South Koreans may soon allow their citizens to use blockchain-based digital identification (ID) instead of physical cards as early as 2024, when the country will further implement blockchain technology.

According to an Oct. 17 Bloomberg report, the government’s plan envisions digital IDs in the future being built into mobile devices as an app that works similarly to physical citizen registration cards.

Digital IDs are expected to launch in 2024, with around 45 million citizens expected to adopt the technology within two years.

Economist at the Korea Science and Technology Policy Institute Hwang Seogwon said digital IDs could be used in finance, healthcare, taxes and transportation, while Korea Digital Government Bureau executive director Soo Bo Ram said the technology could help businesses that are not yet fully operational. switched to online.

The plan also calls for the government to adopt a decentralized identity system, meaning the government would not have access to information stored on phones, including digital IDs used, how they are used and where, according to Su.

Such technology is not new for the tech-savvy nation, which ranks first among all countries in the application of technology in life, business and government, according to the American think tank Portulans Institute.

Nor will it be the first blockchain-based digital identity solution to be rolled out in the country.

In August 2020, over one million South Koreans implemented blockchain-based driver’s licenses that operate through the Korean smartphone app PASS.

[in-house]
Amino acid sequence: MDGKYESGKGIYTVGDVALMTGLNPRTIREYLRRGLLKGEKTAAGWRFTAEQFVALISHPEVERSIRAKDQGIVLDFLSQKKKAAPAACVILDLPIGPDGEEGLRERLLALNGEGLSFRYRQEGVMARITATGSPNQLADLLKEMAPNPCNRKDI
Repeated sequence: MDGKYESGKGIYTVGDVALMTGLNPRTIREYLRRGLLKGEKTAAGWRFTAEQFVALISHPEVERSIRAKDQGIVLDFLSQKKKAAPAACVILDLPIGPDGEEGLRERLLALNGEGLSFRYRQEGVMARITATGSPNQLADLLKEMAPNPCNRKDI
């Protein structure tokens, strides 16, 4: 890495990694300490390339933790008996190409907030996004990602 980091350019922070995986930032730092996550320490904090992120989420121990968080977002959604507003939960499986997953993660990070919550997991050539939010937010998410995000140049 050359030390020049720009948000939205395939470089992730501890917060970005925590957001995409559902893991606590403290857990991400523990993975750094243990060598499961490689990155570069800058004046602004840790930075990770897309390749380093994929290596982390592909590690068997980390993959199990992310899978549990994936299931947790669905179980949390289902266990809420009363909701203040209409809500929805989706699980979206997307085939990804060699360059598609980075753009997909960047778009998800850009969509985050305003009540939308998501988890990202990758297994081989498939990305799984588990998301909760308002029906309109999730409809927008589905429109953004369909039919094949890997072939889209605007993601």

Shortly after, in September 2020, a South Korean government agency, the Korea Internet & Security Agency (KISA), began pilot testing a similar system.

Related: Are decentralized digital identities the future or just a niche use case?

While South Korea is considered a leader in everything related to blockchain and the metaverse, other countries are expected to follow soon.

A June 2021 study by research firm ReportLinker estimates that the blockchain identity market will grow an additional $3.58 billion by 2025 – a compound annual growth rate of 71%.

However, Brenda Gentry, blockchain advisor and CEO of, recently told Cointelegraph that no matter how decentralized an identity management system is, it will still require recognition from government agencies or companies:

“If issuing authorities do not recognize the validity of blockchain identifiers, they cannot be used to access most public services. In my opinion, this is the biggest limitation.”

Source: CoinTelegraph